Before we raise our lighters in tribute to the impending “dislike” button, let us not forget The Fire Challenge. Last summer, soon after the Ice Bucket Challenge had gained chilling popularity in my news feed, I scrolled into a video post entitled, “Fire Challenge Gone Wrong.” Not without a flashback to the burning room wherein I had been trapped over a decade ago, I clicked on the link and pressed play. Instantaneously my scars began to itch, like some impish, invisible demon was poking at me. I wanted so badly to poke back, but the air between my flesh and the screen was too thick, as if filled with smoke.
I was disturbed less by the glaring, flailing teenage body tearing at the shower curtain and the camera-jerking bystander screaming, “Get back in the water!” than by the cool confidence leading up to ignition. Rewind: yes, it was the casualness in that pouring of nail polisher remover down the chest— the heedless floating of a match to the innocent navel— that got to me. There might as well have been a caption that read: “#nbd #burningalive #idareyou #blazeup.”
Even more so, I was disturbed to discover the viral chain of, can I say accidents, that pulled me down this Youtube rabbit hole. (Unease won’t stop me from surfing.) I learned that one hospital in Florida admitted an eleven-year-old boy in critical condition, and within forty-eight hours, they welcomed seven patients who had also accepted the Challenge between Mississippi, Missouri, and Georgia.
Incidents in New York and North Carolina were also reported between July and October 2014.
Comments on a compilation span from “Let them die!! We don’t need stupid people in this world” to “they deserve it. they stupid asf.” There was so much hatred and no compassion.
I was never technically on fire. My second and third degree burns covering 68% of my then-teenage body had resulted from a mere proximity to flames. In April 2005, I had been asleep with my sister in her bedroom while a candle, left to its own little dying glow, ignited some furniture. By the way, this was long before MySpace. My sister and I choked our way across the floor, blinded and scorched to silence. It was something worth sharing.
This kind of pain is the worst I can conceive, and even the scar-less can understand without having to consult the victims that their regret was probably immediate.
Now anyone who’s ever endured the wicked heat of this uncontrollable beast has, to be sure, a special place inside my heart, even if they happen to be their own arsonist.
I imagine it must feel good for some, to make fun of others’ foolishness. It’s self-affirming; it makes you feel smart and safe (“I would never be so dumb!” or “Why are they screaming? What did they expect?”). It feels good not to burn. In turn it somehow feels good to watch others burn.
The shallow judgment and misdirected rage seem more damaging than the action of setting oneself on fire. Perhaps the audience should be critiquing their own desire to wish death upon these voluntary sufferers. Whether their minds were in the right place when they struck the match does not discount the fact that they still have nerve endings. Funny how human empathy can make exceptions for those we consider intellectually inferior!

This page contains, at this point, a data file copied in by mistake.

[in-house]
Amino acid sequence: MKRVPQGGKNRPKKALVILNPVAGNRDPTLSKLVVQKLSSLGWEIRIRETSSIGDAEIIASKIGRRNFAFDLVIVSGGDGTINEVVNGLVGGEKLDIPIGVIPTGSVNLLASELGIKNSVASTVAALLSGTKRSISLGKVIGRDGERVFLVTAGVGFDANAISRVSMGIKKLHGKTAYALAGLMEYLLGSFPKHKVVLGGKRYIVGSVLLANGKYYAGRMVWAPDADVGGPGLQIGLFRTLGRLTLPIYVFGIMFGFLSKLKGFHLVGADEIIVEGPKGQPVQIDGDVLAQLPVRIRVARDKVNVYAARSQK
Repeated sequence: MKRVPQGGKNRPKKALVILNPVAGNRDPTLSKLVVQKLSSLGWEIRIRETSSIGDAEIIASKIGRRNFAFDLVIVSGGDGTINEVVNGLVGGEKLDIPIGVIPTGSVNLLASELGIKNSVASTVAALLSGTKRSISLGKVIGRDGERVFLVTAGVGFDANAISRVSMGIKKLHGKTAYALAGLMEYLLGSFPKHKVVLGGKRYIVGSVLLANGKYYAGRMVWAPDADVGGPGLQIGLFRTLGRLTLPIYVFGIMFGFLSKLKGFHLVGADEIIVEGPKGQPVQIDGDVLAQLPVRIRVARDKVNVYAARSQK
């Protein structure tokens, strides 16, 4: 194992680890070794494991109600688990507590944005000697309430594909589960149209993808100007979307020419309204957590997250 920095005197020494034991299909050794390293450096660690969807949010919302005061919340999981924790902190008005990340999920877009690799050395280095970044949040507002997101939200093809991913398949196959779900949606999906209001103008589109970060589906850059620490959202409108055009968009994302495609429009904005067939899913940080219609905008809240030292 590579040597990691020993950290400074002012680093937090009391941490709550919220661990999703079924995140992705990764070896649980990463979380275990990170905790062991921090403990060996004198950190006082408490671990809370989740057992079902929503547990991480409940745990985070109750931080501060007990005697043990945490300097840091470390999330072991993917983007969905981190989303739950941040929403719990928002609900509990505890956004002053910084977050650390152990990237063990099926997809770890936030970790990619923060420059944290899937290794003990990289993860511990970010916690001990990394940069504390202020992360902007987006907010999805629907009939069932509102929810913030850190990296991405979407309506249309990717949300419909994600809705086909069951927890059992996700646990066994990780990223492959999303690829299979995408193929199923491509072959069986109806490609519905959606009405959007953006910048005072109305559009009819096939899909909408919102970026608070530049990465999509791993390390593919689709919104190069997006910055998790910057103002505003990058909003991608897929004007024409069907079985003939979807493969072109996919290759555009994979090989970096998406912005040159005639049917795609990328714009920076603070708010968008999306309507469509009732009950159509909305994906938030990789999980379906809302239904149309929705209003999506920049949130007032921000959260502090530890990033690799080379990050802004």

I might have every reason to hate these so-called ignorant daredevils, who willingly subjected themselves to an agony I once had no choice but to withstand. I could easily aim the sparks of my aggression, fear, and wisdom @ them and their something-k followers who worship their folly. But I do not view strangers as red hot targets; we are all arrows in the dark.
Naturally, my initial impulse was to share my unique opinion with a social network. Besides expressing how absolutely appalled I was, I blamed such nonsense on the lack of social representation of burns and the real challenges they entail. For a while I was convinced that, if only I hurried up with my memoir about becoming a burn survivor, then I might be able to make a difference. I realize now how proud I was, and still am, and how eerily similar this feeling is to those of the self-affirmed, superior commenters.
80 people liked my post. It felt good to have this attention. I felt momentarily like a fearless leader, an idol, a worthy spectacle. This is what motivates people to share videos of their bodies burning!
Sometime later, I wrote a poem about The Fire Challenge in light of peer pressure and the desire to be accepted at any cost. What I failed to recognize was that my art was failing to make any significant or far-reaching impact. Thankfully, some survivors of the Challenge posted follow-up videos warning others not to repeat their mistake, but those videos did not compare in share-worthiness.
In the past year, I have thought off and on about The Fire Challenge. For what it’s worth, I’m formulating an elaborate worldwide fire safety plan. For now, I will only argue that The Fire Challenge demonstrates one of many ongoing social challenges among the digitally-empowered youth. It reminds us of our susceptibility, the fragility and flammability of our psyches, and how far we’re willing to go in order to be seen, heard, and loved. I will forgive these self-appointed burn survivors for their efforts to be known, because I know it is a lesson they will be learning and teaching for the rest of their logged-in and -out lives. May we keep them and the trends that influenced them on our radar.
This essay has been nominated for The Flounce Non Fiction Writer’s Award 2015. Reader feedback in the comments section will be taken into consideration by the judges. Contest Rules.